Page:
(Picture provided by AP)
Good morning, Netizens…
The chances are quite good that most of you are reading this piece this morning because of the baby-faced geek at the lower left hand of this morning’s picture, for without young Bill Gates, pictured with the organizational structure of Microsoft in 1978, you probably would not be running Windows software as you know it today.
Top row, the founding fathers of Microsoft are from left: Steve Wood, Bob Wallace and Jim Lane. Middle row, from left: Bob O’Rear, Bob Greenburg, Marc McDonald and Gordon Letwin. Bottom row, from left: Gates, Andrea Lewis, Marla Wood and Paul Allen.
First, such as I can, I am going to briefly list of history of Microsoft, excluding those portions which are covered by a non-disclosure agreement between myself and Microsoft.
In 1981 Microsoft joined the computer generation to be with the completion of MS-DOS 1.0, which was ugly, not Internet-aware and yet was popular enough for Microsoft to claim a huge chunk of the then-fledgling market share as compared to CP/M and other operating systems. Windows 1.0, a truly hideous graphical interface, followed. In 1987, Gates becomes the youngest self-made billionaire. May 1990, Windows 3.0 is released, purportedly the only “windowing” software for Intel PC’s. August 1995, Windows 95 is released. May 1998 Microsoft is sued by the U.S. Government, for anti-trust violations. In 1998 Windows 98 was initially released, although it bombed within days of its release, which is why we still have three different versions of the same software. In 2000 Bill Gates steps down as CEO of Microsoft, handing those tasks over to others. On February 13, 2001 Windows XP is released, and in November of that same year, Microsoft settles the anti-trust lawsuit with the feds. In January 2002, after a truly macabre set of high-profile security vulnerabilities, Gates declares Windows security to be Micosoft’s “top priority”. In January 2007 Windows Vista was released, followed by half a dozen “bug fixes” nearly all of which were greeted by negative reviews and weak sales.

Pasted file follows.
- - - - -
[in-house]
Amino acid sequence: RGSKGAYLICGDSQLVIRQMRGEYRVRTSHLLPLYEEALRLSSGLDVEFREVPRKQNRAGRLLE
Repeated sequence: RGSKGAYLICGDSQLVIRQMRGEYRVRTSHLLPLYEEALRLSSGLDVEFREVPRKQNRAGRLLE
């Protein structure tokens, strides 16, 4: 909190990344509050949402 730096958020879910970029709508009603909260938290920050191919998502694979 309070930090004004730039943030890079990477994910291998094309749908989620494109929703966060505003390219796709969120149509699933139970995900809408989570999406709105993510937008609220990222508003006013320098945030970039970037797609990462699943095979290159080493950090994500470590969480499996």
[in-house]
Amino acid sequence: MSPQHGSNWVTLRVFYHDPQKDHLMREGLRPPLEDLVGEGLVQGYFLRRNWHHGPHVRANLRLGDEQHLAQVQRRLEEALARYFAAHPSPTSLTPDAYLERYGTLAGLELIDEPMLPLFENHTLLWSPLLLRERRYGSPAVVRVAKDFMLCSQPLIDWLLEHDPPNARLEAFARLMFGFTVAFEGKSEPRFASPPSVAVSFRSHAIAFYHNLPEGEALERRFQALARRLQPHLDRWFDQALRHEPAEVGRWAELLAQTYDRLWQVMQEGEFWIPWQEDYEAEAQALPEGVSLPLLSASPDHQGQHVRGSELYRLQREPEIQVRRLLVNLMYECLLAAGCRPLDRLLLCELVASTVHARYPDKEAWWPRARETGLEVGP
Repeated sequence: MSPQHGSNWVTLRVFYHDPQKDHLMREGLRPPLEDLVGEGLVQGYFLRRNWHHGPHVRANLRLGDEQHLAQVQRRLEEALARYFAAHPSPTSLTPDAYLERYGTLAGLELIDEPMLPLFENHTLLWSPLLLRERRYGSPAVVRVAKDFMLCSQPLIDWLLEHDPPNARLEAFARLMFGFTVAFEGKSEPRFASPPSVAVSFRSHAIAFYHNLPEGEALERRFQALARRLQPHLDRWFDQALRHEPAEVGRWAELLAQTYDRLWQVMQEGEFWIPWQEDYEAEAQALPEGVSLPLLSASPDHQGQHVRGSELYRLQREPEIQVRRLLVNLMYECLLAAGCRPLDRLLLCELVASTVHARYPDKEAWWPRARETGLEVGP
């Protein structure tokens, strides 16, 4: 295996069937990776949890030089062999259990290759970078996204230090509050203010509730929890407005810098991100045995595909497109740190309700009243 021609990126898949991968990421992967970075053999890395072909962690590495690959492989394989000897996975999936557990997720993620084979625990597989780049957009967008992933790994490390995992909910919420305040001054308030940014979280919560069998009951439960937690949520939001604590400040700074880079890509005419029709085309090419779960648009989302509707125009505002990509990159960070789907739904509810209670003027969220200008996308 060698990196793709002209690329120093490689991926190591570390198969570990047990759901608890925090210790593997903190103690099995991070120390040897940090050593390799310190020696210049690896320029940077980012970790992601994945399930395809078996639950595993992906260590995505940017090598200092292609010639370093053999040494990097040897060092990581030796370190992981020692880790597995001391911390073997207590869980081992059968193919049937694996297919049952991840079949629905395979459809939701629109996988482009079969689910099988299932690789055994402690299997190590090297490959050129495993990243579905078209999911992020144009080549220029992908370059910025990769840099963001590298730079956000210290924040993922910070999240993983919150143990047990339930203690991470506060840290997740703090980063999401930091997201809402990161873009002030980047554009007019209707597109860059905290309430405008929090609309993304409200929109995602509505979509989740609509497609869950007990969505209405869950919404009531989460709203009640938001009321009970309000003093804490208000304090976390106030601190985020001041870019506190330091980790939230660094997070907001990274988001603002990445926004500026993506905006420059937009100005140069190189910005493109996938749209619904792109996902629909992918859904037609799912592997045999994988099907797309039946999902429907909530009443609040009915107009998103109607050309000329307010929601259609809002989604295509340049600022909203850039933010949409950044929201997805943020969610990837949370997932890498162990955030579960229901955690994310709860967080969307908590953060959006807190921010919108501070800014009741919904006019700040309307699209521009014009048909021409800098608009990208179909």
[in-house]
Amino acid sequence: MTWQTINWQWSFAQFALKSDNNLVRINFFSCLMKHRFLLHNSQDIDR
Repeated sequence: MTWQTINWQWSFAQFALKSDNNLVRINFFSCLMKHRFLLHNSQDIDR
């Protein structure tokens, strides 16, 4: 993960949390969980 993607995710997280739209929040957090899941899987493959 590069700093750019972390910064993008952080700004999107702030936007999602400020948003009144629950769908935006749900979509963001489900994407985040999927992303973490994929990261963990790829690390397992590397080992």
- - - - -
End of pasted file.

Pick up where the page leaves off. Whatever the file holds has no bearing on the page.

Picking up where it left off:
( all excerpted from a variety of sources, both public and private, including personal archives)
This of course is Bill Gate’s final week as CEO of Microsoft because at the end of the month, he is leaving the company he helped created, lo those many years ago. In the parlance of the times, he’s come a long way, baby, from a Harvard dropout to the richest man in the world.
Does this affect you at all? Even worse, do you care? Do you have any choice memories regarding either Microsoft or Bill Gates?
Proudly written entirely using Open Source Software since 1992.